The Pennsylvania Fish and Boat Commission (PFBC) has confirmed that environmental DNA (eDNA) from the invasive Asian Silver Carp and Bighead Carp has been found in six water samples collected from the Ohio River last year. Sampling has been performed in Pennsylvania in response to the documented spread of Asian carp in the middle and lower Ohio River.
As part of a cooperative effort, biologists from the PFBC, Pennsylvania Department of Environmental Protection and the U.S. Fish and Wildlife Service collected 595 water samples from the Ohio River basin in July 2014. The tests found one positive result for Silver Carp eDNA in each of the Montgomery and New Cumberland pools of the Ohio River’s locks and dams systems. Each pool also showed two positive results for Bighead Carp eDNA. A total of 92 water samples were taken from each pool.
Researchers use eDNA analysis as a tool for the early detection of Asian carp. The findings indicate the presence of genetic material left behind by the species, such as scales, excrement or mucous. But eDNA does not provide physical proof of the presence of live or dead Asian carp. No Asian carp, alive or dead, have been reported from Pennsylvania’s portion of the Ohio River.
“Unfortunately, the 2014 test results provide a little more evidence that this invasive species could be in the upper Ohio River in Pennsylvania,” said PFBC Executive Director John Arway. “This is an early warning sign, since we don’t know for certain the origin of the genetic material. We don’t know if the eDNA came from live or dead fish or if it was transported from other sources, like bilge water or storm sewers, or even waterfowl visiting the basin.”
None of the 175 water samples from the Ohio River’s Dashfields and Emsworth pools, Beaver River, Little Beaver Creek, Raccoon Creek, Chartiers Creek, Monongahela River and Allegheny River tested positive for Silver or Bighead carp eDNA.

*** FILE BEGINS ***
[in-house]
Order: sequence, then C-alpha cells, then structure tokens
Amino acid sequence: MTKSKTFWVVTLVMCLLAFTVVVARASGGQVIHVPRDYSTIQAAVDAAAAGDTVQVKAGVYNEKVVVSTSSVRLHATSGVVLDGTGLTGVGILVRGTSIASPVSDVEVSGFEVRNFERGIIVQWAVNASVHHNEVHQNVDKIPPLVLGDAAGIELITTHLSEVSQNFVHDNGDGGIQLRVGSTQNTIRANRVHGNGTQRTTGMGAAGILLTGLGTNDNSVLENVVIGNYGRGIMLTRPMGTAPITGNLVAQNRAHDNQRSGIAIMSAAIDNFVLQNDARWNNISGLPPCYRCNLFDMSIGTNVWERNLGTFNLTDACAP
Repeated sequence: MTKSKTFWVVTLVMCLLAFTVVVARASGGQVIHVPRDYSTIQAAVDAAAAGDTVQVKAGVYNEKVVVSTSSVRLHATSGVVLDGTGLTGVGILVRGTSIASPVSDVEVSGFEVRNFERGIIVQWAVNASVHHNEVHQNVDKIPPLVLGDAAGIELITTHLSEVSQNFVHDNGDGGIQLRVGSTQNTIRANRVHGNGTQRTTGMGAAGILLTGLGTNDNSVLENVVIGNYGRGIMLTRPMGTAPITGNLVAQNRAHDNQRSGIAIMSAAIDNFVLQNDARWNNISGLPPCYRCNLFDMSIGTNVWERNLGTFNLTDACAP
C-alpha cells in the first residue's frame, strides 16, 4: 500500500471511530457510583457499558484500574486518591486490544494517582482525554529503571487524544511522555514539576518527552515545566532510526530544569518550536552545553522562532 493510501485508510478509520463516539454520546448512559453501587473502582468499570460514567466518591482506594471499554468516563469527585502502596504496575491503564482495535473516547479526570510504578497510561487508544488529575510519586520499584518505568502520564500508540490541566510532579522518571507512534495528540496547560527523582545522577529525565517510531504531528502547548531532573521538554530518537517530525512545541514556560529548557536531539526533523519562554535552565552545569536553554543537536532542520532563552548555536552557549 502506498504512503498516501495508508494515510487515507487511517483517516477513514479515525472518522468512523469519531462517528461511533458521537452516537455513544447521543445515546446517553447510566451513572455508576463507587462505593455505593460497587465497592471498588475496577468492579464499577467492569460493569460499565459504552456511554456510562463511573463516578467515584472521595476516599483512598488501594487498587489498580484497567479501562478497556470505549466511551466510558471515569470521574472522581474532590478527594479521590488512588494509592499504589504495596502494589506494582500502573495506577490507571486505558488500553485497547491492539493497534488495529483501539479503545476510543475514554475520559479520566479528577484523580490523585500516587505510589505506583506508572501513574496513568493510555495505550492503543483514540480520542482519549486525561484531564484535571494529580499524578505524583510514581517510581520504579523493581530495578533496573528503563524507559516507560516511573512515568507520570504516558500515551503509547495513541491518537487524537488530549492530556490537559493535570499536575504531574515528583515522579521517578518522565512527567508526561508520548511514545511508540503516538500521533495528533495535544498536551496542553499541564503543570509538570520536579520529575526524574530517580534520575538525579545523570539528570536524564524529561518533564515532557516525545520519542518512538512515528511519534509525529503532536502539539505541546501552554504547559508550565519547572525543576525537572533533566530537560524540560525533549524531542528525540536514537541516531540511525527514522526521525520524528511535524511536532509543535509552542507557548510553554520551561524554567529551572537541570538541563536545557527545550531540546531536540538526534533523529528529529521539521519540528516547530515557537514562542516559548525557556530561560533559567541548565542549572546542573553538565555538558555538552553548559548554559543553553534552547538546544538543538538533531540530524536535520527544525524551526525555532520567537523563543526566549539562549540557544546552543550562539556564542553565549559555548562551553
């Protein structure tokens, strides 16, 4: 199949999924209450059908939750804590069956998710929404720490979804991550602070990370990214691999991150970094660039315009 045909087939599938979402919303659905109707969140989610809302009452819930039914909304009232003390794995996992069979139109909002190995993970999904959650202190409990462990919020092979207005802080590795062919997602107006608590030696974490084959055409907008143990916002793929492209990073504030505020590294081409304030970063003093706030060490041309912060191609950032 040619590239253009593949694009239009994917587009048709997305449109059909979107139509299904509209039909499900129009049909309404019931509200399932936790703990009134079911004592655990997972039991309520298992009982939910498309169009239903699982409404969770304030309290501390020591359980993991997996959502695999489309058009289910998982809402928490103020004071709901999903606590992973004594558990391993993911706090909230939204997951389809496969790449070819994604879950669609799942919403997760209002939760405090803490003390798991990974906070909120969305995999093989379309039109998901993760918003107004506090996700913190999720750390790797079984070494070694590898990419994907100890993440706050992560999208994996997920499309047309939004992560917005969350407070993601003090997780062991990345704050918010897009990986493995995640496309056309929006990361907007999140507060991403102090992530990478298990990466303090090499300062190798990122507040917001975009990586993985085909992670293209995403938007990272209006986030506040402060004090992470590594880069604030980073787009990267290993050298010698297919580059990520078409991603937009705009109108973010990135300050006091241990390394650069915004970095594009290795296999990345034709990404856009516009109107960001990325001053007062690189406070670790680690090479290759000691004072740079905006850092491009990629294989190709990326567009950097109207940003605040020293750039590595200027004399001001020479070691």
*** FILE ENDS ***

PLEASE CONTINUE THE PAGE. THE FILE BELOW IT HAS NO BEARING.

This marks the second year that eDNA was found. In 2013, the USFWS tested 184 water samples collected from the upper Ohio River between Wheeling, W.V., and Pittsburgh and found eDNA in one sample from the Montgomery Pool near Aliquippa, Beaver County, and one sample from the backchannel of Babbs Island near East Liverpool, OH. More information about the testing is available on the USFWS website at: http://www.fws.gov/midwest/fisheries/eDNA/Results-ohioriver.html.
More information about the effort by the Ohio River Basin states to try to stop the spread of Asian carp is available at: http://fishandboat.com/ais/ORFMT_Asian_Carp_Strategy.pdf.
Asian carp are an invasive species which pose a serious threat because of their voracious appetite and ability to quickly reproduce. Once in a waterway, they devour much of the microscopic algae and animals that other species rely on for food, effectively decimating other species and disrupting the aquatic ecosystem. This, in turn, can harm local economies which rely on the revenue generated from sport fishing and boating.
Because of the destructive nature of the Asian carp species, officials urge anglers and boaters to help slow the spread. Anglers and boaters should thoroughly clean gear and boats before entering new waters and learn how to identify Asian carp. A video teaching people how to identify Bighead and Silver carp is available from the USFWS on YouTube at http://youtu.be/B49OWrCRs38.
Anglers and boaters are urged to contact the PFBC if they suspect the presence of Asian carp. Information can be easily submitted through the PFBC website at: http://fishandboat.com/ais-reporting.htm.
Additional information is available on the national Asian carp website at: http://asiancarp.us/.